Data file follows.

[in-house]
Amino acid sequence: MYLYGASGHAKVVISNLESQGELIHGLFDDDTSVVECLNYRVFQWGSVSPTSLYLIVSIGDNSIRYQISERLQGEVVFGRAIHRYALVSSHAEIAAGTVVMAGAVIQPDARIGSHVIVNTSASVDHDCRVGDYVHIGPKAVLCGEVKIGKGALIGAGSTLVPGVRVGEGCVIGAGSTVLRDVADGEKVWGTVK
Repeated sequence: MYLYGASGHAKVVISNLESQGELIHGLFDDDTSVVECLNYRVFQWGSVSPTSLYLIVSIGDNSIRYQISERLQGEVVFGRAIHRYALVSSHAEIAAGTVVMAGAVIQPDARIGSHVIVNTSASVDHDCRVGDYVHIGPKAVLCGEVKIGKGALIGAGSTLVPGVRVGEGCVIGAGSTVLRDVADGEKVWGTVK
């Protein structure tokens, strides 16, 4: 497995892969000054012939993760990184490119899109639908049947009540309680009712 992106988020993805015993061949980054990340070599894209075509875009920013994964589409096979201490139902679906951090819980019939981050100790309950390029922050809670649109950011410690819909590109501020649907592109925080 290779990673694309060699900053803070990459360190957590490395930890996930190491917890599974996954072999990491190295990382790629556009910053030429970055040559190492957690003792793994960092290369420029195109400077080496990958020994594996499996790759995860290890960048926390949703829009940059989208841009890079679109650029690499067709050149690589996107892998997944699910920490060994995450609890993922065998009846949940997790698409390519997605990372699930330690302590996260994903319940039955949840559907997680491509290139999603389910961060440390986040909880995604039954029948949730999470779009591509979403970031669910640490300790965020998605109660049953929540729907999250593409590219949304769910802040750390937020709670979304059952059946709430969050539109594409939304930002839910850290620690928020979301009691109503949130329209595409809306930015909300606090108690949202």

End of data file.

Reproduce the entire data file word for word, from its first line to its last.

[in-house]
Amino acid sequence: MYLYGASGHAKVVISNLESQGELIHGLFDDDTSVVECLNYRVFQWGSVSPTSLYLIVSIGDNSIRYQISERLQGEVVFGRAIHRYALVSSHAEIAAGTVVMAGAVIQPDARIGSHVIVNTSASVDHDCRVGDYVHIGPKAVLCGEVKIGKGALIGAGSTLVPGVRVGEGCVIGAGSTVLRDVADGEKVWGTVK
Repeated sequence: MYLYGASGHAKVVISNLESQGELIHGLFDDDTSVVECLNYRVFQWGSVSPTSLYLIVSIGDNSIRYQISERLQGEVVFGRAIHRYALVSSHAEIAAGTVVMAGAVIQPDARIGSHVIVNTSASVDHDCRVGDYVHIGPKAVLCGEVKIGKGALIGAGSTLVPGVRVGEGCVIGAGSTVLRDVADGEKVWGTVK
């Protein structure tokens, strides 16, 4: 497995892969000054012939993760990184490119899109639908049947009540309680009712 992106988020993805015993061949980054990340070599894209075509875009920013994964589409096979201490139902679906951090819980019939981050100790309950390029922050809670649109950011410690819909590109501020649907592109925080 290779990673694309060699900053803070990459360190957590490395930890996930190491917890599974996954072999990491190295990382790629556009910053030429970055040559190492957690003792793994960092290369420029195109400077080496990958020994594996499996790759995860290890960048926390949703829009940059989208841009890079679109650029690499067709050149690589996107892998997944699910920490060994995450609890993922065998009846949940997790698409390519997605990372699930330690302590996260994903319940039955949840559907997680491509290139999603389910961060440390986040909880995604039954029948949730999470779009591509979403970031669910640490300790965020998605109660049953929540729907999250593409590219949304769910802040750390937020709670979304059952059946709430969050539109594409939304930002839910850290620690928020979301009691109503949130329209595409809306930015909300606090108690949202």